In Greek mythology, Apollo was recognized as the god of music and dance, truth and prophecy, art, healing and disease, sun and light, knowledge, poetry, and archery.
Popular among the gods, Apollo was also loved by the ancient Greeks. Despite being so perfect with all the advantages, even a god like Apollo could be envious of other people’s abilities.
Even though he is famous in the art of music, it does not mean that he does not have rivals who consider himself equal in this regard. “There were several individuals who challenged him to compete in a music competition,” said A. Sutherland, quoted from the Ancient Pages page.
Music, Marsias and Pan
One is Marsias and the other is Pan. Marsyas is a satyr, a creature who inhabits forests and mountains. He who has taken the flute, which the goddess Athena disdains. After being touched by the lips of the goddess, he found that the flute made a charming sound by itself.
Marias is a great music lover. And in this regard, he was deeply loved by all the fairy-like creatures that lived in the valleys and forests. “He was so drunk with the sound of the flute and his inventions that he thoughtlessly challenged Apollo,” Sutherland said. Apollo was challenged to compete in a music competition.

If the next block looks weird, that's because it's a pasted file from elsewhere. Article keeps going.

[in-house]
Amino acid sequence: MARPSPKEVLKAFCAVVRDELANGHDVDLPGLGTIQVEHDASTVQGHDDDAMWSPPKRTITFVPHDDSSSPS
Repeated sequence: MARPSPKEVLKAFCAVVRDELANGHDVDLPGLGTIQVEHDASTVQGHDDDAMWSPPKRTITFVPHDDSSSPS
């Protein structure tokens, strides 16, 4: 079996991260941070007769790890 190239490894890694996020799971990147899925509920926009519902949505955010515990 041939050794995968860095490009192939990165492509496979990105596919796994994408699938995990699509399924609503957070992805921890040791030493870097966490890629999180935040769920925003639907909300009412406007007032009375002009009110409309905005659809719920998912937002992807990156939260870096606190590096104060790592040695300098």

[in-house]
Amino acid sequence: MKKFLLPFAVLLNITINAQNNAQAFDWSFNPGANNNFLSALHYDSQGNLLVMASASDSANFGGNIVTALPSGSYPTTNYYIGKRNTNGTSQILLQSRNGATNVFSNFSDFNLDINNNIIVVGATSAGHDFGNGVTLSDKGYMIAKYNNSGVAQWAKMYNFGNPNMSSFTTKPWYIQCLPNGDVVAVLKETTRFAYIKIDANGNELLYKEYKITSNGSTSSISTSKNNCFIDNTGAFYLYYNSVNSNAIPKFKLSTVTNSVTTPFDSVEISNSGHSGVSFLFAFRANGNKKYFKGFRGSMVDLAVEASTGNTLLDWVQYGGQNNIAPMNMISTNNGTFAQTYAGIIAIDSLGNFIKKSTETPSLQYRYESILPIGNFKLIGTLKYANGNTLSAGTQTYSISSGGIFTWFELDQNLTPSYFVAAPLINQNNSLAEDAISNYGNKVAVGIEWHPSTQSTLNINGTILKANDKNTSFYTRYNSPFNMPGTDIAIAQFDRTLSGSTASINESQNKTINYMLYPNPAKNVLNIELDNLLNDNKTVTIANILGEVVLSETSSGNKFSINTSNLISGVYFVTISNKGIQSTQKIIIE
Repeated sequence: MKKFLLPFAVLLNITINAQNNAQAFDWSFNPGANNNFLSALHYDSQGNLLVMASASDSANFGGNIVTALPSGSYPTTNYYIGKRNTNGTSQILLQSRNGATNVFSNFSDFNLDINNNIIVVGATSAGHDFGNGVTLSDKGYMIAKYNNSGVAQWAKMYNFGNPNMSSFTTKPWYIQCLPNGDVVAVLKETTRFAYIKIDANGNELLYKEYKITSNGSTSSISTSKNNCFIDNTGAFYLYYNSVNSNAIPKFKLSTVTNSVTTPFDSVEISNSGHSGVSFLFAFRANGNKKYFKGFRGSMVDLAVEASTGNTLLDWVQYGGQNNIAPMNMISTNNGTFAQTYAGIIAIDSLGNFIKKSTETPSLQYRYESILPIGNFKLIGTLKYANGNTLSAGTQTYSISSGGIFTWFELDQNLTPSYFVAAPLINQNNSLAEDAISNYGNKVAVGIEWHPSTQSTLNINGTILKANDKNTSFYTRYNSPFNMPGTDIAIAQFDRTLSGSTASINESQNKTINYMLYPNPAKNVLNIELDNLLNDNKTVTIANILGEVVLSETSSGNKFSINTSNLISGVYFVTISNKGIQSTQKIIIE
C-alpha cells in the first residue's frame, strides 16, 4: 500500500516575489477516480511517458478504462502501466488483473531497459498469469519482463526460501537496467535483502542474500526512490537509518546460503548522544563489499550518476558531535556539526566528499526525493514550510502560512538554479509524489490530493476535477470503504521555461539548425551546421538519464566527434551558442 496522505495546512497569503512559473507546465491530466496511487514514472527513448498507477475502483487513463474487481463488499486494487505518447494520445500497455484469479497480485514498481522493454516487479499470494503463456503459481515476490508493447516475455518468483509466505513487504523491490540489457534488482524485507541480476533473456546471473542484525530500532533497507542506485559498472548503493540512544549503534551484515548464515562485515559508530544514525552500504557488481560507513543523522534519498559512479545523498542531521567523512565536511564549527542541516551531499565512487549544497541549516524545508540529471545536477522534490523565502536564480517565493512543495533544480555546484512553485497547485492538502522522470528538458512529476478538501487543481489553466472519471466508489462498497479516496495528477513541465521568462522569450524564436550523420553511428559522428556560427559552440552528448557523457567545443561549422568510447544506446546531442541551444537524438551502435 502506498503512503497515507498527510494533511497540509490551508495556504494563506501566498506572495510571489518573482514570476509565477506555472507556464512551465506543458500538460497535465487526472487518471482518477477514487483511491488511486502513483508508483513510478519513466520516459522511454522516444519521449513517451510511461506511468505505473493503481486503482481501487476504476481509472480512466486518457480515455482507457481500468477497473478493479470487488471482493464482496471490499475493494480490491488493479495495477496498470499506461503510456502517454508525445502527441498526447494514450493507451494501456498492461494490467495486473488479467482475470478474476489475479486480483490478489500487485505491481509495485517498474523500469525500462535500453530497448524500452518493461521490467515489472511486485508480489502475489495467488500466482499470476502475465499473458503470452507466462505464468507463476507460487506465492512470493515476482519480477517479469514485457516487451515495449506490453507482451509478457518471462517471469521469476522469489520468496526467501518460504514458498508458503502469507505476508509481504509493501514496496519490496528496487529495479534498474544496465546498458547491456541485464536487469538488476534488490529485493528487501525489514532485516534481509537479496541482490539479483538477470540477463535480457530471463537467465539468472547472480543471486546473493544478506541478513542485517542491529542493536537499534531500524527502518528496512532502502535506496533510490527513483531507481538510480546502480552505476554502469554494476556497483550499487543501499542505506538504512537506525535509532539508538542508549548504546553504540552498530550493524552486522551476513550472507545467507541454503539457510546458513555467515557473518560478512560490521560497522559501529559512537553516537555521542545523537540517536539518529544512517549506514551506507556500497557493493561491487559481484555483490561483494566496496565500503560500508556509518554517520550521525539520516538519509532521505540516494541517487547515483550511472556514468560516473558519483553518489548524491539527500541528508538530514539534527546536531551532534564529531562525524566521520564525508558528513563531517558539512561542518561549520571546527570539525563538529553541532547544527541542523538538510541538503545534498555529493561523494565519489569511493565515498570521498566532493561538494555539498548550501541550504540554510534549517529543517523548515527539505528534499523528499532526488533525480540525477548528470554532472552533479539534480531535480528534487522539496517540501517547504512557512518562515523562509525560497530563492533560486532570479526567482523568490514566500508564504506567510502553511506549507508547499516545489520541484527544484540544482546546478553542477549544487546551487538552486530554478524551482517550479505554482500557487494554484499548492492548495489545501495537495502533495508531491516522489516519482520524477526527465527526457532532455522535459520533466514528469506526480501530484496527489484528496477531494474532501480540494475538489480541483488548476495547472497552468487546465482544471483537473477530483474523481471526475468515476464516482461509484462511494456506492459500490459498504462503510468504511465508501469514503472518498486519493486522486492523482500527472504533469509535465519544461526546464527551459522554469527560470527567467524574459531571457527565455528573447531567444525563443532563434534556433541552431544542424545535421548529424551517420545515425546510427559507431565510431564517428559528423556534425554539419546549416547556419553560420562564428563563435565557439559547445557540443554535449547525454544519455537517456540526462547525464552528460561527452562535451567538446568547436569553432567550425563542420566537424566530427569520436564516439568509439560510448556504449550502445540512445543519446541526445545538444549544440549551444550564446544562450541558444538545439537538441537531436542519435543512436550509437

The challenge was accepted, and Musai was chosen as the referee. It was also decided that the failed competitor should suffer the cruel punishment of being skinned alive.
For a long time, the position of the two was balanced so that the winner could not be determined.
Finally, Apollo decided to subdue Marsias by adding the sweet notes of his melodious voice to the strains of his magical harp.
Which God Has the Most Amazing Voice?
Thanks to that, he managed to win the competition. But the question arises. Would he be able to win the competition without using his amazing voice?
Marsias was very sad about his defeat. He suddenly realized that he had to serve a terrible death sentence in torture. Apollo carried out the most cruel punishment on Marsias. The god skinned him alive and nailed his bark to a pine tree.
A legend says that many of Marsias’ companions wept, including satyrs and driads. Displeased with his bad luck, they collected all the tears and created a river in Phrygia. Until now the river is still known as Marsias.
Pan, the shepherd god, claimed that he could play his seven-reed flute more skillfully than the god Apollo with his harp. Pan managed to survive unscathed.
Then came a third contender for Apollo’s prodigious musical skills. He was Cinyras, king of Cyprus and a great flute player.
Tradition has it that Cinyras was revered as the creator of art and musical instruments, especially the flute. In one source, he is also mentioned for his physical beauty. An extraordinary singer, he was also challenging and wanted to test Apollo’s abilities.
“Unfortunately, luck wasn’t on his side,” Sutherland added. His life ended dramatically when the god Mars took the life of Cinyras.
This exciting competition continued, and when it finished, Apollo was declared the winner by all the judges involved.